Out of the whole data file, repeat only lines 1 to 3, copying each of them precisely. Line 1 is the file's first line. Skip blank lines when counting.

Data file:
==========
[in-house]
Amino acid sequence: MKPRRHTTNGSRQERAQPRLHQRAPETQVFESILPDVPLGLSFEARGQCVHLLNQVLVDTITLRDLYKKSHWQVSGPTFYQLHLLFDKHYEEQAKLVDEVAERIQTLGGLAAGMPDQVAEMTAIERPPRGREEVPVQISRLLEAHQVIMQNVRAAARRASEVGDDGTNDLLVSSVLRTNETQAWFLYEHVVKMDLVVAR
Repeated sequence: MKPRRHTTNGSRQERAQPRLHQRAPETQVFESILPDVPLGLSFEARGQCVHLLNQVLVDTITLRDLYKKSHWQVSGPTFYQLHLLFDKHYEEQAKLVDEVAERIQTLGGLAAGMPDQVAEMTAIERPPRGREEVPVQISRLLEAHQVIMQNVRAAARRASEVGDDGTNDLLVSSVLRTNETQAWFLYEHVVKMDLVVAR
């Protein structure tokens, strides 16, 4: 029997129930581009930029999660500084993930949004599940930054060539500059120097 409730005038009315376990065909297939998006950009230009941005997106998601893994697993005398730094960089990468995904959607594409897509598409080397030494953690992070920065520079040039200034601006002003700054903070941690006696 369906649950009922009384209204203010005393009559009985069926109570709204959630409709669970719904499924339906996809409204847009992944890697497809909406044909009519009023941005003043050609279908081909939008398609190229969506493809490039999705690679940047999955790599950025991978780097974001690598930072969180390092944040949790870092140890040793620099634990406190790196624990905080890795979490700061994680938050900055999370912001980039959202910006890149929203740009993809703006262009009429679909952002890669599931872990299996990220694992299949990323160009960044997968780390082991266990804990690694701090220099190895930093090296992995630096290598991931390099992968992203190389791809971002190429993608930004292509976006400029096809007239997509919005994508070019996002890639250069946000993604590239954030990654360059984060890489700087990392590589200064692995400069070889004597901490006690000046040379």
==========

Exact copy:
[in-house]
Amino acid sequence: MKPRRHTTNGSRQERAQPRLHQRAPETQVFESILPDVPLGLSFEARGQCVHLLNQVLVDTITLRDLYKKSHWQVSGPTFYQLHLLFDKHYEEQAKLVDEVAERIQTLGGLAAGMPDQVAEMTAIERPPRGREEVPVQISRLLEAHQVIMQNVRAAARRASEVGDDGTNDLLVSSVLRTNETQAWFLYEHVVKMDLVVAR
Repeated sequence: MKPRRHTTNGSRQERAQPRLHQRAPETQVFESILPDVPLGLSFEARGQCVHLLNQVLVDTITLRDLYKKSHWQVSGPTFYQLHLLFDKHYEEQAKLVDEVAERIQTLGGLAAGMPDQVAEMTAIERPPRGREEVPVQISRLLEAHQVIMQNVRAAARRASEVGDDGTNDLLVSSVLRTNETQAWFLYEHVVKMDLVVAR